Eguia, Jon X. (2007) A theory of elections and voting blocs. Dissertation (Ph.D.), California Institute of Technology. http://resolver.caltech.edu/CaltechETD:etd-03292007-172156
I study how a group of agents with incomplete information about their conflicting preferences make a collective decision by means of voting. I present a model of representative democracy with citizen candidates in which the set of agents who runs for office is endogenously determined. I show that if the electorate is large enough and agents are not able to perfectly anticipate the electoral outcome, elections are always contested and an equilibrium with two candidates exists. In the last two chapters of this dissertation, I introduce a model of voting bloc formation in which groups of agents choose to coalesce to vote together in an assembly. Looking first at one coalition, then at two coalitions, and finally at an arbitrary number of coalitions emerging in a fully endogenous model of voting bloc formation, I analyze the incentives to join a voting bloc, the stability of different voting blocs and how the incentives and stable outcomes change with the size of the blocs, the internal voting rule that each bloc uses and the heterogeneity in the preferences of the agents. This model provides a new explanation of the formation of political parties in legislatures.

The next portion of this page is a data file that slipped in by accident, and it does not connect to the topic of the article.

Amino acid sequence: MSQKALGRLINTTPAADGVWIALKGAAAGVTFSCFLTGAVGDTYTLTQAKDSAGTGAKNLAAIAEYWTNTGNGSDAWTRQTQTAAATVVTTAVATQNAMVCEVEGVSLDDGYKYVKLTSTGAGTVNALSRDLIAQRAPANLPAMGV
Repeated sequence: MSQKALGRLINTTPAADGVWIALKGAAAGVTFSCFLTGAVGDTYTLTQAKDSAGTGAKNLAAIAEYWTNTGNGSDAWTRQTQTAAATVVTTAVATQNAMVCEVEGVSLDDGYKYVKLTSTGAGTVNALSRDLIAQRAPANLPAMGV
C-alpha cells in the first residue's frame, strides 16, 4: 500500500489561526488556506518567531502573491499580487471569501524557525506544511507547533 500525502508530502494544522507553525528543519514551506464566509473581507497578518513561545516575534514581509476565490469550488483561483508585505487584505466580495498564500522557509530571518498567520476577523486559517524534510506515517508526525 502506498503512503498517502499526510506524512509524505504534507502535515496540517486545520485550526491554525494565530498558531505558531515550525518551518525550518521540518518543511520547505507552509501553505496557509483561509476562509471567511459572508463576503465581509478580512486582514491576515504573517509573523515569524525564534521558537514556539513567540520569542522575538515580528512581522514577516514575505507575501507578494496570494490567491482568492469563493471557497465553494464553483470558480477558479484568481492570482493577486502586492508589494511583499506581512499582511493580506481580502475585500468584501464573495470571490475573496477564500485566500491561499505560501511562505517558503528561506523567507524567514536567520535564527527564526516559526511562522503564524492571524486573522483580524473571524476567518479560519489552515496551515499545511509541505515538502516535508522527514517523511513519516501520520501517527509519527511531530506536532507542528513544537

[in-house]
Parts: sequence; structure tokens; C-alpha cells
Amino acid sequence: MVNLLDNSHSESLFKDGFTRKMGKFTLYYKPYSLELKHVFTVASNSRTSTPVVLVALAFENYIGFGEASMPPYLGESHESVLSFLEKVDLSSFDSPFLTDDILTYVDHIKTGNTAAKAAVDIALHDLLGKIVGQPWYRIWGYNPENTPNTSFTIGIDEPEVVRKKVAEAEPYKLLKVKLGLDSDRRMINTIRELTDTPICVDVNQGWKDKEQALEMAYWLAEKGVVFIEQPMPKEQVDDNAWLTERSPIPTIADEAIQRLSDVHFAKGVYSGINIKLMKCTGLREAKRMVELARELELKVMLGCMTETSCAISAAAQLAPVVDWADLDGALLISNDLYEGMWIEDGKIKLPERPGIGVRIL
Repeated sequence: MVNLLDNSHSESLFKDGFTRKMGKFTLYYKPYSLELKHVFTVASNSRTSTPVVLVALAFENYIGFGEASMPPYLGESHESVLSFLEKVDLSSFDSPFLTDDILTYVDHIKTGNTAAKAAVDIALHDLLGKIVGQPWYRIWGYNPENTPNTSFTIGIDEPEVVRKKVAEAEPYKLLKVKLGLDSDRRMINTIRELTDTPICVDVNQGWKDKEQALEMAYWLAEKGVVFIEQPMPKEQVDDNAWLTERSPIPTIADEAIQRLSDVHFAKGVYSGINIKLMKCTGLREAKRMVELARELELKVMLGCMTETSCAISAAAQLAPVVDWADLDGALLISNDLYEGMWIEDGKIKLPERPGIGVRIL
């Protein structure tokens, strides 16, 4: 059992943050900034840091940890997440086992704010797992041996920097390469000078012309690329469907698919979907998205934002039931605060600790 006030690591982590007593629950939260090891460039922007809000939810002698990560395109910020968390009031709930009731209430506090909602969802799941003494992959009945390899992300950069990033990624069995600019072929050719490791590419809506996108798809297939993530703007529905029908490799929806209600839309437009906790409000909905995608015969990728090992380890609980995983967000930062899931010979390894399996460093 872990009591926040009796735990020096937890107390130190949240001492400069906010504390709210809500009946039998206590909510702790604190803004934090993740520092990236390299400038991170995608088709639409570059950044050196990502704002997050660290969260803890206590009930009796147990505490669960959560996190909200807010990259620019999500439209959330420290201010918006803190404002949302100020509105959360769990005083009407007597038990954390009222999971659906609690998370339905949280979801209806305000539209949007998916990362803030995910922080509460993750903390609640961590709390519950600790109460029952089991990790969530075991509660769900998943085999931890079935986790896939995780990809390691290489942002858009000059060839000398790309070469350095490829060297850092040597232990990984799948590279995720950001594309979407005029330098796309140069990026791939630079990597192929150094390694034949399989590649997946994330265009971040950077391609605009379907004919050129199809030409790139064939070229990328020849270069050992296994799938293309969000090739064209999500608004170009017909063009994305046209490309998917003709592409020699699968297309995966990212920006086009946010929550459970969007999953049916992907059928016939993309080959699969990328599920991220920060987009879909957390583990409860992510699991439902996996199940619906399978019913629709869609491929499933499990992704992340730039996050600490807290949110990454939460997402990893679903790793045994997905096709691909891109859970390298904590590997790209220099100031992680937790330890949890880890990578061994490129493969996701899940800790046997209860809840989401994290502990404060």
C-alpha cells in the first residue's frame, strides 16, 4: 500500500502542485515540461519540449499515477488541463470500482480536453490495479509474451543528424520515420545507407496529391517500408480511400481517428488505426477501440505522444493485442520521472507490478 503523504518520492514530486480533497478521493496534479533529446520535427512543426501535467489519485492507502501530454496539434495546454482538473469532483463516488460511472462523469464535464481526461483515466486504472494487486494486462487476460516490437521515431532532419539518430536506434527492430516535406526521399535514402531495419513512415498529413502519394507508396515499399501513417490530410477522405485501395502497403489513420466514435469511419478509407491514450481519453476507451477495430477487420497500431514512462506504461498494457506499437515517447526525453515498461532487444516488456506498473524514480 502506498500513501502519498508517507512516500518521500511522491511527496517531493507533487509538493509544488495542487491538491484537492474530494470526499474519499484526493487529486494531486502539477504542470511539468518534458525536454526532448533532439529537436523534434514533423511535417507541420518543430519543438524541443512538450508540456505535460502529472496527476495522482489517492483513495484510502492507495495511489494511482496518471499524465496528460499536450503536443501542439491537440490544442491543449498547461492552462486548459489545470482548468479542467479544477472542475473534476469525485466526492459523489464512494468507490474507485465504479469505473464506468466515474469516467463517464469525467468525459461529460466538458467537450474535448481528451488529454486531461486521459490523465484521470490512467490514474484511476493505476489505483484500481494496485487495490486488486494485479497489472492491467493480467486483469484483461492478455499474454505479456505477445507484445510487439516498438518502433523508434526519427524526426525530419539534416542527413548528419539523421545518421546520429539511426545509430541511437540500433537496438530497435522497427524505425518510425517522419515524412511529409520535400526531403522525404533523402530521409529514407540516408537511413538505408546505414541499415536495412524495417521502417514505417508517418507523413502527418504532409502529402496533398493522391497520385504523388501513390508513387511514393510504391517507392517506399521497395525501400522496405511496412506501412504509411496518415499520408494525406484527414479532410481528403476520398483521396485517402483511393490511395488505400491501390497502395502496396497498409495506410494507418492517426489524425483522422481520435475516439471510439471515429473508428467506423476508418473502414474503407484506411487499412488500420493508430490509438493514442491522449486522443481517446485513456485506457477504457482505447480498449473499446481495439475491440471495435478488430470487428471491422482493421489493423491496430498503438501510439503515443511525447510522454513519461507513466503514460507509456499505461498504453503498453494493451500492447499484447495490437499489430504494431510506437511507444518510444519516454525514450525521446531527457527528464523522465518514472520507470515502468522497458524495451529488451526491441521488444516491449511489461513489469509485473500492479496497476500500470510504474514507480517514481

|Item Type:||Thesis (Dissertation (Ph.D.))|
|Degree Grantor:||California Institute of Technology|
|Division:||Humanities and Social Sciences|
|Major Option:||Social Science|
|Thesis Availability:||Public (worldwide access)|
|Defense Date:||2 May 2007|
|Default Usage Policy:||No commercial reproduction, distribution, display or performance rights in this work are provided.|
|Deposited By:||Imported from ETD-db|
|Deposited On:||16 May 2007|
|Last Modified:||18 Apr 2013 20:16|
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